This package defines traits and abstract types for the essential concepts of the CITE architecture.

Essential concepts

Behaviors of citable resources

The CITE architecture can be described by four kinds of behavior, corresponding in Julia to four traits or interfaces.

  1. identification. Scholarly resources are identified using the syntax of the IETF URN specification, and have a human-readable label. This is expressed by implementing the CitableTrait.
  2. comparison. Citable resources can be compared using the URN logic of equality, containment and similarity. This is expressed by implementing the UrnComparisonTrait.
  3. serialization. Citable resources can be losslessly serialized to plain-text representation in CEX format and instantiated from the same plain-text representation. This is expressed by implementing the CexTrait.
  4. iteration. Collections of citable content can be processed sequentially. This is expressed by implementing the iterators interface from Julia's Iterators module.

Abstractions of essential types

Using these building blocks, the CitableBase further defines three core abstractions:

  1. an identifier uniquely identifies scholarly resources using the syntax of the IETF URN specification. This is represented by the Urn abstract type, and requires implementing the UrnComparisonTrait.
  2. a citable entity is a discrete object identified by a URN. This is represented by the Citable abstract type, and requires implementing the CitableTrait, UrnComparisonTrait, and CexTrait.
  3. a citable collection is a collection of content identifiable by URN. Unlike identifiers and citable entities, they do not fall within a single type hierarchy, and are not represented by subtyping an abstract type. Instead, they are identified by the CitableCollectionTrait, and implement the UrnComparisonTrait, CexTrait and Iterators.
An illustration: the CitableCorpus package

Some citable collections might additionally implement the CitableTrait, in effect making them simultaneously a discrete citable obect (the collection as a whole), and a collection with citable content. The CitableCorpus package illustrates these distinctions handily. Its CitablePassage is a citable object representing a single passage of text. The CitableDocument is both a citable object with its own URN and label, and a collection of citable passages. The CitableCorpus is a pure citable collection of citable documents and citable passages, but does not have its own distinct identifier and label: it is purely a container type.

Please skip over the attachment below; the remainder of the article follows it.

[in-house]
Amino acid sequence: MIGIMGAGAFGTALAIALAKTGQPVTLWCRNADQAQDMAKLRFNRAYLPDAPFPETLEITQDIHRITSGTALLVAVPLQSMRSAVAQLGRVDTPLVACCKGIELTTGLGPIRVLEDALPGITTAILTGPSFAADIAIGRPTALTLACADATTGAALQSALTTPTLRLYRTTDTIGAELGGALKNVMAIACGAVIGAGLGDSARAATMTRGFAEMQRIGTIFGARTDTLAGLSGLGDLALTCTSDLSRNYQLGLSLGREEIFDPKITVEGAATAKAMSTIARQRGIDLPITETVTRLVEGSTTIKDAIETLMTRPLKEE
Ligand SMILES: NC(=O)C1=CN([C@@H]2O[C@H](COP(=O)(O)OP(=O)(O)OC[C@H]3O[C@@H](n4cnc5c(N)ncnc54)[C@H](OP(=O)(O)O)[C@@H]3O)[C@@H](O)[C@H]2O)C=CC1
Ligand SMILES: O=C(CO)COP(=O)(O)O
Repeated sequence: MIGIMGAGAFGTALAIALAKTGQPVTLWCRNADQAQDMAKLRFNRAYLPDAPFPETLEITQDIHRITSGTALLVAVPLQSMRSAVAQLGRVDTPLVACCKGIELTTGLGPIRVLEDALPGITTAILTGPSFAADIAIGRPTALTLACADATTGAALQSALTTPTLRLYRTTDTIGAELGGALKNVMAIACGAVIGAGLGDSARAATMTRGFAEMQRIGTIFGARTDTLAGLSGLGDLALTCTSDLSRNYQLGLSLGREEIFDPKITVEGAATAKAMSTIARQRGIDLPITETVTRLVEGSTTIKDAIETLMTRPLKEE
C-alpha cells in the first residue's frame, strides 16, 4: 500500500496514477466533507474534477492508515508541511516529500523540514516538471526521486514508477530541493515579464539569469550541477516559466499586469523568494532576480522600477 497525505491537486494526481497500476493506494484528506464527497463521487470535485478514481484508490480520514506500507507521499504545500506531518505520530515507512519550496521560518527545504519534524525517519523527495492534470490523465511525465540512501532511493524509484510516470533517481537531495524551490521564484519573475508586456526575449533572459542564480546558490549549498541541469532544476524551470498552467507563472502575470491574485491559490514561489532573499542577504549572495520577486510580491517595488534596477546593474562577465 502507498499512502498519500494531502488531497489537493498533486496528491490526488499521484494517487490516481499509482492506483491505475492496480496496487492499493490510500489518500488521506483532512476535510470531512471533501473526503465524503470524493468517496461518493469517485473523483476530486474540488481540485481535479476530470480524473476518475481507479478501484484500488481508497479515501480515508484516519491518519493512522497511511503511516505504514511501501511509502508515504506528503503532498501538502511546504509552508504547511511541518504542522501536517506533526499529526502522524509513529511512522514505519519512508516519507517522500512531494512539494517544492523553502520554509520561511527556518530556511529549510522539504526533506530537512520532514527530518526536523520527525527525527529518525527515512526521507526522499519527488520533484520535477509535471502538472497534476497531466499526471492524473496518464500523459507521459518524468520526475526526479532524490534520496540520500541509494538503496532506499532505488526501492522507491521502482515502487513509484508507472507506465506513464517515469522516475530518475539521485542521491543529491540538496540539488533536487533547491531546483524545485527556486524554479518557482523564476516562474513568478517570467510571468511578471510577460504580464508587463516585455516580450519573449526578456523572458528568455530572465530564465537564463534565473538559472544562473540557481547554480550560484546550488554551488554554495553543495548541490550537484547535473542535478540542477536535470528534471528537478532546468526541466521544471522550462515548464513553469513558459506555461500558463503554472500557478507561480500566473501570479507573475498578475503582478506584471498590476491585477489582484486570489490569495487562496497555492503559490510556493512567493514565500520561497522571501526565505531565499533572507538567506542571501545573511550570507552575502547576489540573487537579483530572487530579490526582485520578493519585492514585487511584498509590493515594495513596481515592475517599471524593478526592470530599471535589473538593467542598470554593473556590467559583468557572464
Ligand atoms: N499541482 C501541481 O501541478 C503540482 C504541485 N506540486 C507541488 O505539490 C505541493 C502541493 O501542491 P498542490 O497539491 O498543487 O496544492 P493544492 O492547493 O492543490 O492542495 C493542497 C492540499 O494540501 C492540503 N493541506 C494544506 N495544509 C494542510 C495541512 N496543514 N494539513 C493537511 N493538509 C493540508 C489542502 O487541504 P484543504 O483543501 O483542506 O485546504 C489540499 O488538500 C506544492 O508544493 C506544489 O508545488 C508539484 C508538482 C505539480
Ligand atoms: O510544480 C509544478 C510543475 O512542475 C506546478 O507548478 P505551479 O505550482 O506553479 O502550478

Contents of this user's guide

It is perfectly possible to use packages implementing the abstractions of CitableBase without understanding how CitableBase is designed. This user's guide is for anyone who needs to build their own custom implementations or simply wishes to understand how these abstractions can be implemented.

The guide works through a hypothetical example to design a reading list of books citable by URN values. The guide first illustrates how to implement a custom URN type for ISBN-10 numbers. It then creates a custom citable object for books cited by ISBN-10 numbers, and finally defines a custom citable collection representing a reading list.

Following the user's guide, the documentation includes the formal API documentation for the exported functions and types of the CitableBase package.